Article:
Spurred by the pending redevelopment of its building in Scott’s Addition, a local tattoo shop has landed in the Arts District.
Moving Mountains Tattoo Collective recently reopened at 20 E. Broad St. after relocating from the former Dairy Bar building at 1600 Roseneath Road.
Owner Lake Stephens said she set out to find a new home for her nearly 3-year-old shop because of the Dairy Bar property’s pending demolition, which prompted other tenants including Tang & Biscuit and Biscuits & Gravy to abruptly close over the summer.
The tattoo parlor is now leasing about 1,400 square feet in a space that came available when architecture firm Hickok Cole moved its office to Scott’s Addition in the spring.
“I really fell in love with Scott’s Addition while we were over there, so I was trying to look for spots there,” Stephens said. “But I originally wanted a shop in the Arts District. I love being over there, the community, the culture and the general vibe definitely fits us. Once I saw (20 E. Broad St.), I didn’t even bother looking at other spots. I just knew, like, this is it for us.”
Stephens got her start in the tattoo industry in Scranton, Pennsylvania. After arriving in Richmond about eight years ago, she worked at local shops including Two Pillars Tattoo and Old Soul Tattoo (now Yellow Bird Tattoo) before launching Moving Mountains in 2021.
Upon moving into her first spot, Stephens “went a little crazy” decorating, as she put it. She painted landscapes of lush forests and mountain peaks on the shop’s walls, while the environs included a picnic table and grass-colored shag carpet.
She said that since the building was likely to be razed, she had the green light to try to make being in Moving Mountains an interactive experience.
“I figured I’ll make it look like a little forest inside this shop,” Stephens said. “I’ve kind of created the shop to be like you’re inside of a Bob Ross painting.”
It turned out to be a trial run for the Arts District home, which is getting a similarly bucolic makeover. The effort even has Stephens rethinking her tattooing tendencies: She mostly does black-and-white work but is considering getting back into doing color work.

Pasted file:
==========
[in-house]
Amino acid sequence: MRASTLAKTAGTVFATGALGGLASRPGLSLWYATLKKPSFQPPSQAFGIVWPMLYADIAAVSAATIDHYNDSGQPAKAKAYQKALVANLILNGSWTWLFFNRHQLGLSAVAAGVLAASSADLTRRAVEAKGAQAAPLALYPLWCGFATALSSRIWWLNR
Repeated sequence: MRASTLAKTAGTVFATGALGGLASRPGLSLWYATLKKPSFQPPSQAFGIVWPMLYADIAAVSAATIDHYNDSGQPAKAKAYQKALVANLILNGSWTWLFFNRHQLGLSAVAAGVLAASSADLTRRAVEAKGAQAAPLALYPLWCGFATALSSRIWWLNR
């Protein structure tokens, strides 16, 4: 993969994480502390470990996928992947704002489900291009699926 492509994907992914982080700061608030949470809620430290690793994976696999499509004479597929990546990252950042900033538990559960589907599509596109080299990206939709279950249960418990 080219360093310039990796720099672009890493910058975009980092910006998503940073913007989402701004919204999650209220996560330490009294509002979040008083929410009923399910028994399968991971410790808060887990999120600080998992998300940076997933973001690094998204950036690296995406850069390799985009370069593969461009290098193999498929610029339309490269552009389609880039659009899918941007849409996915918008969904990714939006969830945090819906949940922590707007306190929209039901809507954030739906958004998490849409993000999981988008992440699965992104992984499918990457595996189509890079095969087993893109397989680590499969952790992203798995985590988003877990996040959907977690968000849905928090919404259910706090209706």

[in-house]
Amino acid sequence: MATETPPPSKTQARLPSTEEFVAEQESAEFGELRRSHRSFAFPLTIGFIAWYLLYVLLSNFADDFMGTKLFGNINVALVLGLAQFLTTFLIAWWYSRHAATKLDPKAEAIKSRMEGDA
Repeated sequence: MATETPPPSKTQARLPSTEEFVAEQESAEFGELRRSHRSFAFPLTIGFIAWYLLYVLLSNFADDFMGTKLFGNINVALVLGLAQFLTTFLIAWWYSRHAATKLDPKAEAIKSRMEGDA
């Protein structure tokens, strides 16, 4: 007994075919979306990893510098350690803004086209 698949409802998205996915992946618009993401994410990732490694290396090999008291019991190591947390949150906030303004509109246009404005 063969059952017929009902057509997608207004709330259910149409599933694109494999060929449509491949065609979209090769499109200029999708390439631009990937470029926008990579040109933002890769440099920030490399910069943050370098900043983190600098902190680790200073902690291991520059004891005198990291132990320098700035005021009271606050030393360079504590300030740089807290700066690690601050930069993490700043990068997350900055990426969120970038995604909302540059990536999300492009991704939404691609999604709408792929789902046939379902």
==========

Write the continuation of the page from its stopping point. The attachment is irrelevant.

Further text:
“It’s kind of hard to say ‘I don’t do color’ when the entire shop looks like a Bob Ross painting,” she said, laughing.
Stephens and another artist, April Raine, are working out of the new shop, though Stephens said the paintings remain a work in progress. She’s looking to host a grand opening in the spring.
In addition to getting the tattoo shop open, Stephens also is dipping into the e-commerce business – for a good cause.
Stephens has a prosthetic leg that she said needs to be replaced, and she’s selling shirts with her art on it to raise money for the new prosthesis. She said getting into yoga a few years ago totally reshaped her body but also wore down her prosthetic leg.
“All the downward dogs and the lunges have worn down the titanium screws in this running blade. Which I guess isn’t good,” she said. “So now there’s a shirt that I’m trying to sell to raise money to buy a leg.”
She said she’s trying to get a new leg by the end of the year. Juggling that with relocating the shop has made for a busy second half of 2023.
“It’s one of those things where it’s like, man, if this isn’t the worst time for this to happen,” Stephens said. “It’s been a lot. But I’m grateful to have help.”
Moving Mountains is arriving in the Arts District as another tattoo shop is leaving. Unkindness Art has been located a few blocks west at 220 W. Broad St. since 2015 but is preparing to move to Brookland Park Boulevard.